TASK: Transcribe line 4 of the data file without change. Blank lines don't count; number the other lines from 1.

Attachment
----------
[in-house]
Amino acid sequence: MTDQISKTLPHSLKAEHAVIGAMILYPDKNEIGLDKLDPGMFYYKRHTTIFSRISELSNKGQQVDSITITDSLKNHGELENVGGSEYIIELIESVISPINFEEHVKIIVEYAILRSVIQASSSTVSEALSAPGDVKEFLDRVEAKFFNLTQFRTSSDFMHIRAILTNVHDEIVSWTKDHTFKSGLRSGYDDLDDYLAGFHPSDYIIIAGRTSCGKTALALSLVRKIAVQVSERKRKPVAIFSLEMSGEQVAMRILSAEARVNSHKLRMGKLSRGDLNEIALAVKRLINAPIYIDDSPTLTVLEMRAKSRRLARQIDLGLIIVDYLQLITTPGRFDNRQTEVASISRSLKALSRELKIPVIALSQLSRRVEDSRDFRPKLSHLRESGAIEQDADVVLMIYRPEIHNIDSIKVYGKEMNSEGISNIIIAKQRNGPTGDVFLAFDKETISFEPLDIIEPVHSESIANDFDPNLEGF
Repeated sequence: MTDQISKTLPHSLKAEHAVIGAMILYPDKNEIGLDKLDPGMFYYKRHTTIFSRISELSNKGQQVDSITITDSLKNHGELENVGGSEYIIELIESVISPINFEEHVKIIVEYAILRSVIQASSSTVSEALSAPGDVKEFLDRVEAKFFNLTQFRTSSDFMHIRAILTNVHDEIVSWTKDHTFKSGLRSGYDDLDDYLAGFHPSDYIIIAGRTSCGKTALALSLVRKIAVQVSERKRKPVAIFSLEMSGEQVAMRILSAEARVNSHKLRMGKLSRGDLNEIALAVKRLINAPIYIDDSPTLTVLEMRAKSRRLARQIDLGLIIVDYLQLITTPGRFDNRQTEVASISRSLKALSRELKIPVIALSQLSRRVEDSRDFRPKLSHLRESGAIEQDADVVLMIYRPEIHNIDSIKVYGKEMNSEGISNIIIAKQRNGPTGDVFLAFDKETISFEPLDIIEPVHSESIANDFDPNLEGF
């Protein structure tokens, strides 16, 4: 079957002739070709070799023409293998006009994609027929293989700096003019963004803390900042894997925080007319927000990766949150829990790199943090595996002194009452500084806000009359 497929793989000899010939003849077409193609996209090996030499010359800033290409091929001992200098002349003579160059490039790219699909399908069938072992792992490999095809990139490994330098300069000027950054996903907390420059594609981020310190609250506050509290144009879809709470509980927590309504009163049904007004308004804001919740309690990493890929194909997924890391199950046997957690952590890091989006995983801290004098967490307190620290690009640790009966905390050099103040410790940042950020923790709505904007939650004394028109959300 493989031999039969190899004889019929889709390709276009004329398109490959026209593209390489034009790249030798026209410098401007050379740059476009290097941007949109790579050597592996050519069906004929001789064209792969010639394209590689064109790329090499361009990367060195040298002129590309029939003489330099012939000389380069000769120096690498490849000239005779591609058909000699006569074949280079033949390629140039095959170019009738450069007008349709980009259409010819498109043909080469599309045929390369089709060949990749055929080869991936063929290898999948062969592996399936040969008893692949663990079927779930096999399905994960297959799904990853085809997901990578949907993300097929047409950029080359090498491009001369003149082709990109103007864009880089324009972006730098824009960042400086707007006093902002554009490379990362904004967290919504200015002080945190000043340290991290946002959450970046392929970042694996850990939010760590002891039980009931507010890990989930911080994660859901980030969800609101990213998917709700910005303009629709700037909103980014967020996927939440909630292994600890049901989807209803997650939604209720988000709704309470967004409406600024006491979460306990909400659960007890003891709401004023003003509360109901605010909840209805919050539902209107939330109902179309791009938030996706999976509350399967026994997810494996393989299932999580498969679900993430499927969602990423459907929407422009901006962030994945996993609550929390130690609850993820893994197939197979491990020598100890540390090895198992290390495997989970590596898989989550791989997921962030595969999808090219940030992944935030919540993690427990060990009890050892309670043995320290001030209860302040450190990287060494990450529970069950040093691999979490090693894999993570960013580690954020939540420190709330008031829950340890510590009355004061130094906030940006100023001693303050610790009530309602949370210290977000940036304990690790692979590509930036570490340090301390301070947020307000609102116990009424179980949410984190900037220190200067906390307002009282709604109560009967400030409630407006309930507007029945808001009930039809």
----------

């Protein structure tokens, strides 16, 4: 079957002739070709070799023409293998006009994609027929293989700096003019963004803390900042894997925080007319927000990766949150829990790199943090595996002194009452500084806000009359 497929793989000899010939003849077409193609996209090996030499010359800033290409091929001992200098002349003579160059490039790219699909399908069938072992792992490999095809990139490994330098300069000027950054996903907390420059594609981020310190609250506050509290144009879809709470509980927590309504009163049904007004308004804001919740309690990493890929194909997924890391199950046997957690952590890091989006995983801290004098967490307190620290690009640790009966905390050099103040410790940042950020923790709505904007939650004394028109959300 493989031999039969190899004889019929889709390709276009004329398109490959026209593209390489034009790249030798026209410098401007050379740059476009290097941007949109790579050597592996050519069906004929001789064209792969010639394209590689064109790329090499361009990367060195040298002129590309029939003489330099012939000389380069000769120096690498490849000239005779591609058909000699006569074949280079033949390629140039095959170019009738450069007008349709980009259409010819498109043909080469599309045929390369089709060949990749055929080869991936063929290898999948062969592996399936040969008893692949663990079927779930096999399905994960297959799904990853085809997901990578949907993300097929047409950029080359090498491009001369003149082709990109103007864009880089324009972006730098824009960042400086707007006093902002554009490379990362904004967290919504200015002080945190000043340290991290946002959450970046392929970042694996850990939010760590002891039980009931507010890990989930911080994660859901980030969800609101990213998917709700910005303009629709700037909103980014967020996927939440909630292994600890049901989807209803997650939604209720988000709704309470967004409406600024006491979460306990909400659960007890003891709401004023003003509360109901605010909840209805919050539902209107939330109902179309791009938030996706999976509350399967026994997810494996393989299932999580498969679900993430499927969602990423459907929407422009901006962030994945996993609550929390130690609850993820893994197939197979491990020598100890540390090895198992290390495997989970590596898989989550791989997921962030595969999808090219940030992944935030919540993690427990060990009890050892309670043995320290001030209860302040450190990287060494990450529970069950040093691999979490090693894999993570960013580690954020939540420190709330008031829950340890510590009355004061130094906030940006100023001693303050610790009530309602949370210290977000940036304990690790692979590509930036570490340090301390301070947020307000609102116990009424179980949410984190900037220190200067906390307002009282709604109560009967400030409630407006309930507007029945808001009930039809």